Over the past month, as store aisles have become lined with costumes and candy galore, I have been asked about Halloween.
In some ways it seems harmless enough doesn’t it? Children dressing up in cute costumes going door to door to get candy, singing, “trick or treat” ... what’s so evil about that? But we know that Halloween is also known for its darker side -- time for witches, ghouls, goblins, and ghosts to come out and frighten.
So what do we do?
For Christians there’s always been a lot of debate on whether or not we should participate in Halloween. I get questions like, “Is it alright to go trick-or-treating?” “Can we dress our kids up in costumes on that day?” “If we do, are we celebrating an evil holiday?”
So let’s talk about it. And to do that let’s begin with some history.
The origins of Halloween have pagan roots that can be traced back to an ancient Celtic festival that began on Oct. 31st. The word Halloween is derived from the term "All Hallows Eve". You may recall that November 1st is “All Saints Day” or “All Hallows Day”. This celebration that began on October 31st was the celebration of the end of summer called Samhain -- pronounced 'sow-ane' and means “end of summer”.
This was important because it was the time that animal herders would move their animals into barns and pens and prepare for the winter. This was also the time of the crop harvests.
There was much superstition associated with this change of season, including the belief in fairies and that the spirits of the dead wandered around looking for bodies to inhabit. Since the living did not want to be possessed by spirits, they dressed up in costumes and paraded around the streets making loud noises to confuse and frighten the spirits away.
In addition, the new year began for the Celts on November 1st, so the day of Samhain was believed to be a day that was in neither the year past or the year to come. Since it was in between, chaos ruled on that day. People would often pull practical jokes on others as a result.
Do you know where trick or treating likely originated? After “All Saints Day” a custom developed that people would go door-to-door on November 2nd, requesting small cakes in exchange for the promise of saying prayers for some of the dead relatives of each house. This came out of the religious belief that the dead were in a state of limbo before they went to heaven or hell and that the prayers of the living could influence the outcome.
Interesting isn’t it?
It seems that the origins of Halloween are a mixture of old Celtic pagan rituals, superstition and early Catholic traditions.
So, what does the Bible say about Halloween? Nothing.
But the Bible does speak clearly regarding witches, the occult, and paganism. Take a took at Deuteronomy 18:10-12 which says:
"Let no one be found among you who sacrifices his son or daughter in the fire, who practices divination or sorcery, interprets omens, engages in witchcraft, or casts spells, or who is a medium or spiritist or who consults the dead. Anyone who does these things is detestable to the LORD…"
But really, what are the chances that any of us actually do that sort of thing on Halloween? Hopefully, ZERO. And if so please make an appointment. We should talk.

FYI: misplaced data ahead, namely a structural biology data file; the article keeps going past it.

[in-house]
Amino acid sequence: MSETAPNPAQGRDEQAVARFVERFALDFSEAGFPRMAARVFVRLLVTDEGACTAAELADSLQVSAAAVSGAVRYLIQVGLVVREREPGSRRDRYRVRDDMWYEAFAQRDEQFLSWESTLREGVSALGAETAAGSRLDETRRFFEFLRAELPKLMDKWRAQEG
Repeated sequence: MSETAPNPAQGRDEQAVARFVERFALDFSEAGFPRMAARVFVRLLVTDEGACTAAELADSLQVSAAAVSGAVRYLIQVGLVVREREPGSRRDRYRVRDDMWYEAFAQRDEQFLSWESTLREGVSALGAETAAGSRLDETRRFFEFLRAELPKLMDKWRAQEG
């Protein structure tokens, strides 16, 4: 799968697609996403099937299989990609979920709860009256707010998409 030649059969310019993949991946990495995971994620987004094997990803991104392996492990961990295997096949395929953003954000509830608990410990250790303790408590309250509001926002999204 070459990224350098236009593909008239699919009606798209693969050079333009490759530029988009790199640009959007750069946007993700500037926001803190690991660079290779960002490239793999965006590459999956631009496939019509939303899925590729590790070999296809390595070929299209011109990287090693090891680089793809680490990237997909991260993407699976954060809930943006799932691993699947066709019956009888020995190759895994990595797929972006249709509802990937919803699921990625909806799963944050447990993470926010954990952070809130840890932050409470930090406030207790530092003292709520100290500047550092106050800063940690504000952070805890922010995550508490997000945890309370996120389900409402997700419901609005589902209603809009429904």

So given all that, can Christians celebrate Halloween?
The answer is simple: Yes and No. Not helpful? Let’s take a look at why I think no.
As Christians we are not to be involved or support the occult, witchcraft, demonism, or any other thing that uplifts the occult. To do so is to contradict God’s word, dabble in the demonic, and invite judgment from God. If a Halloween celebration is centered on demons, devils, spirits, etc., I would say don't have anything to do with it.
Here’s why I think yes...
It isn't wrong to dress up in a costume and go door-to-door saying "Trick or Treat." It’s actually a lot fun! I used to love making costumes for our kids every year. Emily made a beautiful princess and Tyler was the most adorable Super Bunny. (Don’t give him a hard time he was only five at the time.) In our house, the rule was always that the costume couldn’t represent something demonic or evil. So, no witches or ghouls in our house. I can't see anything wrong with this. It's just fun for the kids.
I think about it like I do the Christmas tree. It was originally an ancient fertility symbol. Yet it has become so much a part of our Christmas tradition that it is the honored place where gifts are placed. Are we as Christians paying homage to an ancient pagan fertility god? Not at all. We likely don’t even consider it pagan and are simply joining in a cultural event and giving no honor to anything unscriptural. Is it any different with Halloween?
Here’s the thing, even though Halloween has pagan origins, because of your freedom in Christ, you and/or your kids can dress up in costumes and go door-to-door and just have fun. But as in all things, if you are not comfortable with doing this, if you feel that you are dishonoring God in any way, then don’t do it. I would always recommend that you study the issue for yourself and then respond accordingly. What you will find is that what is right for one family may not be for another, and that’s okay too.
I personally am looking forward to seeing the children in their creative costumes come to the door. And when they do, they will be greeted with a smile and a lot of CANDY.